It has been an earth-shaking few days for British director Danny Boyle, screenwriter Simon Beaufoy and the cast of their Mumbai-set movie Slumdog Millionaire. The film has captured the imagination of the public and critics alike, and is the clear front-runner for the forthcoming Bafta and Oscar awards. On Sunday evening it dominated the Golden Globes, triumphing in all four categories in which it was nominated, including best dramatic picture. Boyle and Beaufoy walked away with individual awards, as did A R Rahman, the celebrated Indian film composer who wrote its score.
Here in Britain, Slumdog Millionaire opened brightly on Friday, accumulating a weekend gross of some £1.75 million. By last night, it was confidently expected to have overtaken all rivals to become the number one film at the UK box office.
These are heady days, then, for this film, which is both likeable and, despite its Mumbai setting, very British (more of which later). In the current awards season, it clearly has what industry insiders like to call “momentum”. But the influence of Slumdog Millionaire could be felt well beyond this year’s Oscar ceremony. Indeed, I wonder whether, in coming years, we shall not regard it as the first emblematic film of the Barack Obama era.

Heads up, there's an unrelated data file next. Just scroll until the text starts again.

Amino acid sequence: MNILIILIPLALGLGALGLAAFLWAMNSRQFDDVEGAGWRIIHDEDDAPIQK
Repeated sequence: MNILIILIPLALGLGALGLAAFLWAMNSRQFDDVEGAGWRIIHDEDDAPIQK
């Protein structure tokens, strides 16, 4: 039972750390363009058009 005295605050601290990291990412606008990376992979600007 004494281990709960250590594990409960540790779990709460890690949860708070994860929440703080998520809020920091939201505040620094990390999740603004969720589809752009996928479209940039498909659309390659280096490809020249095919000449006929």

This is not merely because I think the US President-elect would like Slumdog Millionaire – though I am confident that he would. It is more that the film is such a radical contender for Oscars, and in ways that correspond to what appears to be Obama’s world view.
To recap briefly, Slumdog Millionaire is the story of Jamal, a sweet-natured, uneducated teenage orphan from Mumbai’s appalling slums who serves tea to call-centre workers. By a fluke, he becomes a contestant on the Hindi version of Who Wants to be a Millionaire? and, astonishingly, finds himself on the verge of winning a fortune. Suspected of cheating, he is brutally interrogated by police. But in recounting incidents in his eventful life, he shows how he knew the answers to the specific questions.